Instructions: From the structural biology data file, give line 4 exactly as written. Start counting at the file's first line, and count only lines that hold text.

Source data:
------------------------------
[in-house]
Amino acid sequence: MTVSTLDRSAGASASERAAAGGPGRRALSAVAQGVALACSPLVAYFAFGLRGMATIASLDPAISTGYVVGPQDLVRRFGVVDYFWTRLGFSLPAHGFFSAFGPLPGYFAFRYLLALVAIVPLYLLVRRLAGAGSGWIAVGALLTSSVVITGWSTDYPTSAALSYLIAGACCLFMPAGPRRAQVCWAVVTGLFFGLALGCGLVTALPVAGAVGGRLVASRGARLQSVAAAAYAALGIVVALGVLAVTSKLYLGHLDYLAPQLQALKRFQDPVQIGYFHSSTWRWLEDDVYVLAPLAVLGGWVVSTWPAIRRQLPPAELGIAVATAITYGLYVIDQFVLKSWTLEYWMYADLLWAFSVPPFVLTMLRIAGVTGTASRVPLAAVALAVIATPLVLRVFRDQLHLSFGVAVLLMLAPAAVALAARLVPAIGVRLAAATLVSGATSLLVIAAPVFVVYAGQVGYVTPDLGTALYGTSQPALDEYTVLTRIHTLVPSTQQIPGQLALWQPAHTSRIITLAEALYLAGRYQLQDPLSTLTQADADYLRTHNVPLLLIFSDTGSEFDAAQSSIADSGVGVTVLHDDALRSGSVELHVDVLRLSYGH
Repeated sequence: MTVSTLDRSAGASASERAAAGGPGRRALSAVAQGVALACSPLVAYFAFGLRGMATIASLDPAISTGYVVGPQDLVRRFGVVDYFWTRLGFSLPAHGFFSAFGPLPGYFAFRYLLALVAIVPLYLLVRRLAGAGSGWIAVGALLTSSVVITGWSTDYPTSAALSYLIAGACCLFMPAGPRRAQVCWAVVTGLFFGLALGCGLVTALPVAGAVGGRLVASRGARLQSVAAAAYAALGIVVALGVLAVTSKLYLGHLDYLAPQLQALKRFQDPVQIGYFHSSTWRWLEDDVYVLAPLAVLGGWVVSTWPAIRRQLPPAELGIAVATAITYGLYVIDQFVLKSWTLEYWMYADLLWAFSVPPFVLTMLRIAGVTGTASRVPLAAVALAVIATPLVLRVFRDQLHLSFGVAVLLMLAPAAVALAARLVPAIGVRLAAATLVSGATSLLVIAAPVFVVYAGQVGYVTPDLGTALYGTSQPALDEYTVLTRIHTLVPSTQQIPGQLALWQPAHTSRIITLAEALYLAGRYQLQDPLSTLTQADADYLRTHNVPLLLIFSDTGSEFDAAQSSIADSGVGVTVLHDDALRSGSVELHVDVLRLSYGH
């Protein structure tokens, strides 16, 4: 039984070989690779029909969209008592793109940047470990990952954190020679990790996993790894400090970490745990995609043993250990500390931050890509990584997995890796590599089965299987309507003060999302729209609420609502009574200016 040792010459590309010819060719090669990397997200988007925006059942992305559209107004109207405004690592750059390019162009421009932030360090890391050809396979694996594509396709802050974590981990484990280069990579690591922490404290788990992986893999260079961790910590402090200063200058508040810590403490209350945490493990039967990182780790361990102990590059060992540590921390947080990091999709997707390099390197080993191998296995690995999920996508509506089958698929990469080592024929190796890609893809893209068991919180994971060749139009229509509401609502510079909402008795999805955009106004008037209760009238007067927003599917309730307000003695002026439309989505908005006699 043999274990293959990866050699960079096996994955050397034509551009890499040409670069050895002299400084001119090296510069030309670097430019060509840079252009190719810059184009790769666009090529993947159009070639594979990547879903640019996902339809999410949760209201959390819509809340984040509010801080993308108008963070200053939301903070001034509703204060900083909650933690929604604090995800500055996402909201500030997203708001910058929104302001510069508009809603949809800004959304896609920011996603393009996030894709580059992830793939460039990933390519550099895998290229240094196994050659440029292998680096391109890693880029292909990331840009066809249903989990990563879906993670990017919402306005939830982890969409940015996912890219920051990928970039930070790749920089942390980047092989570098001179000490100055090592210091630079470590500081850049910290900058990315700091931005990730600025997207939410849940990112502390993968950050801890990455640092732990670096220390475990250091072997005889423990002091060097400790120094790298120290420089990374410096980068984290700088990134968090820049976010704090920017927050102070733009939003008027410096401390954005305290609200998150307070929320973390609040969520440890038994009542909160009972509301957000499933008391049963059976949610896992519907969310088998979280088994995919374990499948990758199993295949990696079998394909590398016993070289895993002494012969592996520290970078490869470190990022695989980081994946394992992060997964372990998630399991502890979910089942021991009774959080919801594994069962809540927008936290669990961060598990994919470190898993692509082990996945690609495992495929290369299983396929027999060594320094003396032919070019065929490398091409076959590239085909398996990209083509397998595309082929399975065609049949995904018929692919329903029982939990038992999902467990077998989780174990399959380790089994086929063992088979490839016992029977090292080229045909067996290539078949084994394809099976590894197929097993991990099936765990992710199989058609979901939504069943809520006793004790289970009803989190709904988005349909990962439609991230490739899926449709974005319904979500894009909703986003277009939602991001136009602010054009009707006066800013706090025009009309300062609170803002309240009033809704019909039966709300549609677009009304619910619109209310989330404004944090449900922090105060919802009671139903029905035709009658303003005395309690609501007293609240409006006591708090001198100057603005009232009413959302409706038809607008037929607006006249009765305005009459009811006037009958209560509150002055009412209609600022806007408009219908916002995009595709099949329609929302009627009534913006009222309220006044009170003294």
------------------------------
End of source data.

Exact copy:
């Protein structure tokens, strides 16, 4: 039984070989690779029909969209008592793109940047470990990952954190020679990790996993790894400090970490745990995609043993250990500390931050890509990584997995890796590599089965299987309507003060999302729209609420609502009574200016 040792010459590309010819060719090669990397997200988007925006059942992305559209107004109207405004690592750059390019162009421009932030360090890391050809396979694996594509396709802050974590981990484990280069990579690591922490404290788990992986893999260079961790910590402090200063200058508040810590403490209350945490493990039967990182780790361990102990590059060992540590921390947080990091999709997707390099390197080993191998296995690995999920996508509506089958698929990469080592024929190796890609893809893209068991919180994971060749139009229509509401609502510079909402008795999805955009106004008037209760009238007067927003599917309730307000003695002026439309989505908005006699 043999274990293959990866050699960079096996994955050397034509551009890499040409670069050895002299400084001119090296510069030309670097430019060509840079252009190719810059184009790769666009090529993947159009070639594979990547879903640019996902339809999410949760209201959390819509809340984040509010801080993308108008963070200053939301903070001034509703204060900083909650933690929604604090995800500055996402909201500030997203708001910058929104302001510069508009809603949809800004959304896609920011996603393009996030894709580059992830793939460039990933390519550099895998290229240094196994050659440029292998680096391109890693880029292909990331840009066809249903989990990563879906993670990017919402306005939830982890969409940015996912890219920051990928970039930070790749920089942390980047092989570098001179000490100055090592210091630079470590500081850049910290900058990315700091931005990730600025997207939410849940990112502390993968950050801890990455640092732990670096220390475990250091072997005889423990002091060097400790120094790298120290420089990374410096980068984290700088990134968090820049976010704090920017927050102070733009939003008027410096401390954005305290609200998150307070929320973390609040969520440890038994009542909160009972509301957000499933008391049963059976949610896992519907969310088998979280088994995919374990499948990758199993295949990696079998394909590398016993070289895993002494012969592996520290970078490869470190990022695989980081994946394992992060997964372990998630399991502890979910089942021991009774959080919801594994069962809540927008936290669990961060598990994919470190898993692509082990996945690609495992495929290369299983396929027999060594320094003396032919070019065929490398091409076959590239085909398996990209083509397998595309082929399975065609049949995904018929692919329903029982939990038992999902467990077998989780174990399959380790089994086929063992088979490839016992029977090292080229045909067996290539078949084994394809099976590894197929097993991990099936765990992710199989058609979901939504069943809520006793004790289970009803989190709904988005349909990962439609991230490739899926449709974005319904979500894009909703986003277009939602991001136009602010054009009707006066800013706090025009009309300062609170803002309240009033809704019909039966709300549609677009009304619910619109209310989330404004944090449900922090105060919802009671139903029905035709009658303003005395309690609501007293609240409006006591708090001198100057603005009232009413959302409706038809607008037929607006006249009765305005009459009811006037009958209560509150002055009412209609600022806007408009219908916002995009595709099949329609929302009627009534913006009222309220006044009170003294």